These next three are great for kindergarten.
Mmmm Cookies, by Robert Munsch, illustrated by Michael Marchenko, has some great onomatopeia (sound words) relating to food. You know when you were young and you made a cookie out of plasticine and presented it to your parents? And they pretended to take a bite—yum, yum? In this tale, Munsch takes it a bit further; the parents take a real bite, and have to wash their mouths out because of the taste. Mom and Dad seek revenge by asking Christopher’s teacher to retaliate with a clay cookie at school.
Seeing Red, by Robert Munsch, illustrated by Michael Martchenko, is about two friends who envy each other’s hair colour. Arie says his hair is red because of the foods he eats, so Alex ingests tomatoes, ketchup, and the one that breaks him—hot sauce—but his hair remains black. Upon Arie’s advice, Arie eats foods like licorice, coffee and pepper, but nothing changes. Together they come up with a creative solution. Great for a lesson on colours in food.
In More Pies! by Robert Munsch, illustrated by Michael Martchenko, Samuel is starving. Even the stacks of pancakes, the salad-bowl full of cereal and the seven fried chickens his mother makes will not satiate him. He heads to a pie-eating contest in the park and out-eats the lumberjacks, firefighters and constructions workers, who all turn various colours and roll around with stomach aches, leaving Samuel still standing, still hungry.
On her first day as teacher-librarian, Julie Booker was asked by a five-year-old if that was her real name. She's felt at home in libraries since her inaugural job as a Page in the Toronto Public Library. She is the author of Up Up Up, a book of short stories published by House of Anansi Press.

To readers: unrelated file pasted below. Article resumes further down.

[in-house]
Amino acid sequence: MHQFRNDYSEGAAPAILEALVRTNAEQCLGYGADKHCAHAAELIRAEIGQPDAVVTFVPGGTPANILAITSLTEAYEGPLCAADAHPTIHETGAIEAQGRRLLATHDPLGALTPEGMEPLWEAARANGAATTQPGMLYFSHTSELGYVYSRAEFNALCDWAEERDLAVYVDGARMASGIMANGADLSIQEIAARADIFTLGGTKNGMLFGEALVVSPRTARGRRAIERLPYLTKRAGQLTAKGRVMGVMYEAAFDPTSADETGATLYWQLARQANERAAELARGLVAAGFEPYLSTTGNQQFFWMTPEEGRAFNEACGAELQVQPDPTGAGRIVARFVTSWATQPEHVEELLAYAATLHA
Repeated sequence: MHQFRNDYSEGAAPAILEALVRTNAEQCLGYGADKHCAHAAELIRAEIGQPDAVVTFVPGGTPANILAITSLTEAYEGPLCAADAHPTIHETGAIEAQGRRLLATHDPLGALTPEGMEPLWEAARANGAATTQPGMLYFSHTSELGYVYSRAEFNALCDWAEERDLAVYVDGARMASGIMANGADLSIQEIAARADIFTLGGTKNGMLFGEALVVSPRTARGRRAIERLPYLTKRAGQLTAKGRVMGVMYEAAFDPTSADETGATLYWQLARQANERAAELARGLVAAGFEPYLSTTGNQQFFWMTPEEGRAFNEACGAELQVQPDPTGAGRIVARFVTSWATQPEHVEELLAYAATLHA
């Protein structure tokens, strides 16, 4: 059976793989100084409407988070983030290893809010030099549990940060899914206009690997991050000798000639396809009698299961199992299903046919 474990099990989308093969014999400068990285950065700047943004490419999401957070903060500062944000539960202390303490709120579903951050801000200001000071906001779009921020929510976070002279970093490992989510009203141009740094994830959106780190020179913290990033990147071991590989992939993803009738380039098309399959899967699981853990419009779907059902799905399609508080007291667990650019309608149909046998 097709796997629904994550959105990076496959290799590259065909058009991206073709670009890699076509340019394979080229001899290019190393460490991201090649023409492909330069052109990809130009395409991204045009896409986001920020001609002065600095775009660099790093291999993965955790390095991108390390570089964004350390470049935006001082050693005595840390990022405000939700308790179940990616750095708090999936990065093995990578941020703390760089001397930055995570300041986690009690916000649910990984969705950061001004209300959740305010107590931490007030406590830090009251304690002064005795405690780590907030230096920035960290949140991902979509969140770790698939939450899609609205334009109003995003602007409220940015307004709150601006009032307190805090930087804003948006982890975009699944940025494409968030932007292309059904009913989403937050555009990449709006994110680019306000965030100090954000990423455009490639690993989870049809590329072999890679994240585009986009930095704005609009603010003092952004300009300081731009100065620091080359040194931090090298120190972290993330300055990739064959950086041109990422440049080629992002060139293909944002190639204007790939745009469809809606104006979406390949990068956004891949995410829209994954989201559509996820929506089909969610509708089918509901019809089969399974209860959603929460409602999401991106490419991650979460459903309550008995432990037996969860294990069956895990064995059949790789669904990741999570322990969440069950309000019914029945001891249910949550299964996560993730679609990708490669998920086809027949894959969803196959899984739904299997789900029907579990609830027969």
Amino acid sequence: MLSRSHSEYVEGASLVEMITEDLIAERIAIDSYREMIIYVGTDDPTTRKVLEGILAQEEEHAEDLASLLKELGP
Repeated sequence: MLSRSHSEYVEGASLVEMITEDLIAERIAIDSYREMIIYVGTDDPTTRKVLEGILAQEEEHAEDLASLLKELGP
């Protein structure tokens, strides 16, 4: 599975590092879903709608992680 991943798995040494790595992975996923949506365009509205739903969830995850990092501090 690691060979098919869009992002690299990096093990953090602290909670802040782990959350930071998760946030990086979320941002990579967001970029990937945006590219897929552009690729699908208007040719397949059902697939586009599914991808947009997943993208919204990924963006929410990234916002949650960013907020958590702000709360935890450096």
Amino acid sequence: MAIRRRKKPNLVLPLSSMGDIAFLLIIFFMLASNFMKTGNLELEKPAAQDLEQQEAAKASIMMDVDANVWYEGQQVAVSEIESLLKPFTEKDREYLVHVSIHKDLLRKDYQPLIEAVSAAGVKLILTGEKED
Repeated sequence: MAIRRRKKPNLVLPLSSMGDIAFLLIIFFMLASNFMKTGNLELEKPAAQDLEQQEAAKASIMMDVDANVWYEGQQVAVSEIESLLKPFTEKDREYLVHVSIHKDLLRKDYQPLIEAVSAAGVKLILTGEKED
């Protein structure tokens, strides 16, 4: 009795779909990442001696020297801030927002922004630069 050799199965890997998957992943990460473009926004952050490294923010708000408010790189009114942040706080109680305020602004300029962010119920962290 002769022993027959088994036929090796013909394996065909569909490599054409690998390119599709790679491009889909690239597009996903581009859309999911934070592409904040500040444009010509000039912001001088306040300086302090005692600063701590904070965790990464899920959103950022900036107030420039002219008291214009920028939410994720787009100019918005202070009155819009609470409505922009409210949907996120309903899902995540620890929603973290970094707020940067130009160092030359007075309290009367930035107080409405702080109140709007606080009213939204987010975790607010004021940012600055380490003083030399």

The magical adventures of an eccentric Mary Poppins-esque heroine and her flying feline charges, sure to charm readers big and small. The first book for children by an internationally acclaimed novelist and poet.
Miss Petitfour enjoys having adventures that are "just the right size - fitting into a single, magical day." She is an expert at baki …
Every Sunday morning, no matter the weather, Eli could count on Zaida to bring bagels from Merv's Bakery. Eli loved the time they spent together enjoying their favorite treats. “Warm. Chewy. Salty,” Eli thought. “Bagels were the best thing about Sunday.” But one Sunday, Zaida didn't come. He had fallen at Merv's and “hurt his tuches,” a …
During an unfortunate mishap, young Awâsis loses Kôhkum’s freshly baked world-famous bannock. Not knowing what to do, Awâsis seeks out a variety of other-than-human relatives willing to help. What adventures are in store for Awâsis?
Robert Munsch cooks up some mischief in this scrumptious tale — now with a fresh new look!
When Christopher goes into the basement and sees a pile of play clay in the corner, he decides to cook up some mischief. Wap, wap, wap - he shapes the clay into cookies, and then decorates them with sugar, icing and raisins, all of play clay.
What is the secret behind Arie's red hair?
Alex is dying to know why Arie's hair is so red. So he asks him if there if there is a secret to it all, or better yet, something he can do to turn his own black hair red?
Soon he's following Arie's good advice and consuming daily doses of tomatoes and ketchup. But when he finds himself drinking hot sauce t …
This favourite Munsch title gets a brand-new look
Samuel has woken up hungry and it seems that nothing can satisfy him. Luckily, there's a pie-eating contest in the park, where Samuel eats not one, not two, but six pies! To everyone's surprise, he wins the contest without getting sick. But what will happen when he discovers his mother has made him …